The Colorado Avalanche improved to 10-6-4 on Sunday against the Ducks, thanks to an overtime near-buzzer-beater from their newest young stud: the 22-year-old Finnish right winger Mikko Rantanen. With just 1.3 seconds remaining before a shootout, Rantanen took advantage of the space provided by 4-on-3 play and fired a wicked one-timer that flew past Ryan Miller, earning two points for his team in the most dramatic fashion.
Rantanen’s goal was his eighth on the year, and when combined with the two assists he also got against the Ducks, he became the first NHL-er to hit 30 points. He has 32 in 20 games, which leads the league and puts him three up on ... Colorado’s Nathan MacKinnon, a.k.a. the guy who fed Rantanen the pass for the game-winning one-timer, a.k.a the guy who probably should have been MVP last season.
That MacKinnon and Rantanen are producing at such an impressive rate is no huge surprise—along with Gabriel Landeskog at the other wing, they form perhaps the best line in hockey over the past two seasons. But in 2017–18, MacKinnon and the still-emerging Rantanen were more of a Batman and Robin partnership. MacKinnon’s 97-point year made him the unquestioned alpha of the Avs, and it was mostly his gravity that appeared to both juice Rantanen’s numbers and push the team into the playoffs.
This year, Rantanen has improved himself to become every bit the equal of the center who’s just one year his senior, showing an uncanny ability to find his talented teammates in prime real estate while also serving as a threat to score himself whenever he gets inside the blue line. The way he both muscles off the opposition and then eliminates two defenders with an incredibly subtle pass here is just breathtaking:
The overwhelming talent on the ice when Colorado has their best skaters out there also means that taking a penalty against them is lethal. You cannot give Rantanen any more space or any less attention, and he’s a big reason why the Avs are over 30 percent on the power play so far this year. Watch how just a little tac-tac-toe passing earns Rantanen an entire face-off circle to himself, which he does not squander:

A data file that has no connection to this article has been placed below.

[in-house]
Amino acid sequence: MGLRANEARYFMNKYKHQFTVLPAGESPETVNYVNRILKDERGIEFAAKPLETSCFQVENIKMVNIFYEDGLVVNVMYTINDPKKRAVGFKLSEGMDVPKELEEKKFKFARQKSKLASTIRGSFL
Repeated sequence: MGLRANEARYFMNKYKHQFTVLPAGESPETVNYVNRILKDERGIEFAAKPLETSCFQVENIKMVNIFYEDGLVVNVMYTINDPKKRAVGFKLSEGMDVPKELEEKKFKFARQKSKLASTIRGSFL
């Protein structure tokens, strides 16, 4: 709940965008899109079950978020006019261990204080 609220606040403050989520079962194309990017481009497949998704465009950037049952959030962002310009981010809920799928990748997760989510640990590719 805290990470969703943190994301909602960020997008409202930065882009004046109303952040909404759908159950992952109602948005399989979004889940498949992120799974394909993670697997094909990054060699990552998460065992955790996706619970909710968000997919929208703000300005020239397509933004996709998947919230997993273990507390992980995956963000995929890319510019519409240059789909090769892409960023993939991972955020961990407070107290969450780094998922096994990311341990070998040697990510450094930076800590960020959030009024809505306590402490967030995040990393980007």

By improving on his breakout season, Rantanen has quickly proven that he’s not simply a beneficiary of Nathan MacKinnon’s talent—he augments MacK’s scoring ability better than maybe anyone else could. Together, the two form the scariest Colorado duo since Joe Sakic and Peter Forsberg in the late ’90s—except these two actually share the ice at the same time. The connection they have is enough to make the opposition totally helpless. Both players require shutdown defense with or without the puck, which—when you factor in Landeskog, too—is mathematically impossible for an opponent to do. Watch how a defense plays both Landeskog and Rantanen pretty tightly on the rush, which leaves MacKinnon in all alone for Rantanen to find:
Beyond that incredible top line, though, there’s not a whole lot else for Colorado’s opponents to be worried about. While Semyon Varlamov has started strong in net, and a couple of the other kids on the second line—Alexander Kerfoot and Tyson Jost—have shown some flashes of scoring ability, the merely average depths of the roster means that other teams can usually breathe a sigh of relief whenever the Avs’ starters aren’t on the ice. Colorado can have two of the NHL’s best producers on the ice for more than 20 minutes a night, but in a tight and talented Central Division, they’re still far from a lock to make the postseason.